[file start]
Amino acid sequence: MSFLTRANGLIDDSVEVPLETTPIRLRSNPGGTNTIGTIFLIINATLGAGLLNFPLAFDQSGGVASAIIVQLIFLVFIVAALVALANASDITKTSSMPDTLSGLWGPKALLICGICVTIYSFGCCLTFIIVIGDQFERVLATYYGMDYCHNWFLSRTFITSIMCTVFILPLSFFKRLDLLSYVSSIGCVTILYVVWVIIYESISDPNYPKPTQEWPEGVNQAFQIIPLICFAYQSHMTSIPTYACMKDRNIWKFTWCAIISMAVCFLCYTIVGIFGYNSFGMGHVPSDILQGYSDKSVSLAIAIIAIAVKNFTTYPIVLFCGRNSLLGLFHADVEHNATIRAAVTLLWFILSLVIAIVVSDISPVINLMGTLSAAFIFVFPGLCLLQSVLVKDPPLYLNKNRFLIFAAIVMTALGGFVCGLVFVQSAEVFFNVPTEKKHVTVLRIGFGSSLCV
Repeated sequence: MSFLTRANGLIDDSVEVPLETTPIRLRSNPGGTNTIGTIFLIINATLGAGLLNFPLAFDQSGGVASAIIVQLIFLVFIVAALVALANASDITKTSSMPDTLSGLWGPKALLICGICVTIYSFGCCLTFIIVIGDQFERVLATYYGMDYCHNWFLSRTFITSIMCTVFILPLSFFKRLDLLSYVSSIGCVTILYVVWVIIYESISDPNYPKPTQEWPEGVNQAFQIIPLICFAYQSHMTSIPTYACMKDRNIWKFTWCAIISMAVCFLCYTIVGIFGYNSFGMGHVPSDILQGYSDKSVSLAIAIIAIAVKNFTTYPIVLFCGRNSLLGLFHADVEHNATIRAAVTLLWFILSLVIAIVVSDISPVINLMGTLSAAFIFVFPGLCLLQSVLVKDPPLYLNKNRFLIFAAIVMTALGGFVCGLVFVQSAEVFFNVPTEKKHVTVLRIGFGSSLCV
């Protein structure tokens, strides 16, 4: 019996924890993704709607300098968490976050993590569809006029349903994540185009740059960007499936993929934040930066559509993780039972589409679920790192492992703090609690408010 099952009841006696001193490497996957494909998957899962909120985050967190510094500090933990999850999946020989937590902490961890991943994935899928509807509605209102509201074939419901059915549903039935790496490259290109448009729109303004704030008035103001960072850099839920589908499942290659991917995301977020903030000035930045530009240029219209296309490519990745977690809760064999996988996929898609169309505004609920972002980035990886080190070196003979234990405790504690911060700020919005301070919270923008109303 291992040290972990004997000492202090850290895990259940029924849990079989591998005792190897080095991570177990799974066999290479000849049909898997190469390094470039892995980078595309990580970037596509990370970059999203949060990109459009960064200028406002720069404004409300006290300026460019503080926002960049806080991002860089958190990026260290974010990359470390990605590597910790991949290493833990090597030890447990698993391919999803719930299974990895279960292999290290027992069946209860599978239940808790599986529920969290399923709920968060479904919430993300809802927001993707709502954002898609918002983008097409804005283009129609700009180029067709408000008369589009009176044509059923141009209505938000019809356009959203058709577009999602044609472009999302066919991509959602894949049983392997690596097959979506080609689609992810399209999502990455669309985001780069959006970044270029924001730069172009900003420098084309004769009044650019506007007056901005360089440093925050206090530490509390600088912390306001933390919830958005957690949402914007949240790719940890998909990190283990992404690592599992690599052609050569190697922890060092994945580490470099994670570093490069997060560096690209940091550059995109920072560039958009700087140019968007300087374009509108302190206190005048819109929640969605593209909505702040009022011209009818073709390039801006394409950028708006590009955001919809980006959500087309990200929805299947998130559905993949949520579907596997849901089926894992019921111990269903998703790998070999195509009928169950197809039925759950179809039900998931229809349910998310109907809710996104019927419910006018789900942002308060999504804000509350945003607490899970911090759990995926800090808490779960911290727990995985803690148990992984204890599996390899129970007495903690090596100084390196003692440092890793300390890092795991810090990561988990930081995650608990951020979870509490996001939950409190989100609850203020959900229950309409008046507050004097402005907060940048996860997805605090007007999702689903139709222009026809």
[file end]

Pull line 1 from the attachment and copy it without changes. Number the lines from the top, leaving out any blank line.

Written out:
Amino acid sequence: MSFLTRANGLIDDSVEVPLETTPIRLRSNPGGTNTIGTIFLIINATLGAGLLNFPLAFDQSGGVASAIIVQLIFLVFIVAALVALANASDITKTSSMPDTLSGLWGPKALLICGICVTIYSFGCCLTFIIVIGDQFERVLATYYGMDYCHNWFLSRTFITSIMCTVFILPLSFFKRLDLLSYVSSIGCVTILYVVWVIIYESISDPNYPKPTQEWPEGVNQAFQIIPLICFAYQSHMTSIPTYACMKDRNIWKFTWCAIISMAVCFLCYTIVGIFGYNSFGMGHVPSDILQGYSDKSVSLAIAIIAIAVKNFTTYPIVLFCGRNSLLGLFHADVEHNATIRAAVTLLWFILSLVIAIVVSDISPVINLMGTLSAAFIFVFPGLCLLQSVLVKDPPLYLNKNRFLIFAAIVMTALGGFVCGLVFVQSAEVFFNVPTEKKHVTVLRIGFGSSLCV